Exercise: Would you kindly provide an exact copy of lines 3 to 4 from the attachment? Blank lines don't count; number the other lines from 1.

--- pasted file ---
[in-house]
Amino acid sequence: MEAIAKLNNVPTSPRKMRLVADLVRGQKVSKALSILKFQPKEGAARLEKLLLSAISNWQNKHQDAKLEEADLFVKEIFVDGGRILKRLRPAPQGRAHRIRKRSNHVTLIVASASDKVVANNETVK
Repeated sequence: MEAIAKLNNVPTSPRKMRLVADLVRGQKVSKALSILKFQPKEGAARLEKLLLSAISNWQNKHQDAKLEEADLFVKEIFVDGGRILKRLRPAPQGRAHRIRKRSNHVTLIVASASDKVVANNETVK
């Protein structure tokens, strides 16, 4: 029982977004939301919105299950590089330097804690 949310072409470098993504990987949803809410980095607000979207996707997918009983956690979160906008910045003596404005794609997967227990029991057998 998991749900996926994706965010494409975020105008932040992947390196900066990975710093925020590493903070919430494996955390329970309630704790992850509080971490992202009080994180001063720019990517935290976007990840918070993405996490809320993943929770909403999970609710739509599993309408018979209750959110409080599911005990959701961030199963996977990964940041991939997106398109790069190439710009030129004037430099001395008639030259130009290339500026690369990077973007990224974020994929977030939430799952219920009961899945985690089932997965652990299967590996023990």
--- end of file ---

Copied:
Repeated sequence: MEAIAKLNNVPTSPRKMRLVADLVRGQKVSKALSILKFQPKEGAARLEKLLLSAISNWQNKHQDAKLEEADLFVKEIFVDGGRILKRLRPAPQGRAHRIRKRSNHVTLIVASASDKVVANNETVK
């Protein structure tokens, strides 16, 4: 029982977004939301919105299950590089330097804690 949310072409470098993504990987949803809410980095607000979207996707997918009983956690979160906008910045003596404005794609997967227990029991057998 998991749900996926994706965010494409975020105008932040992947390196900066990975710093925020590493903070919430494996955390329970309630704790992850509080971490992202009080994180001063720019990517935290976007990840918070993405996490809320993943929770909403999970609710739509599993309408018979209750959110409080599911005990959701961030199963996977990964940041991939997106398109790069190439710009030129004037430099001395008639030259130009290339500026690369990077973007990224974020994929977030939430799952219920009961899945985690089932997965652990299967590996023990």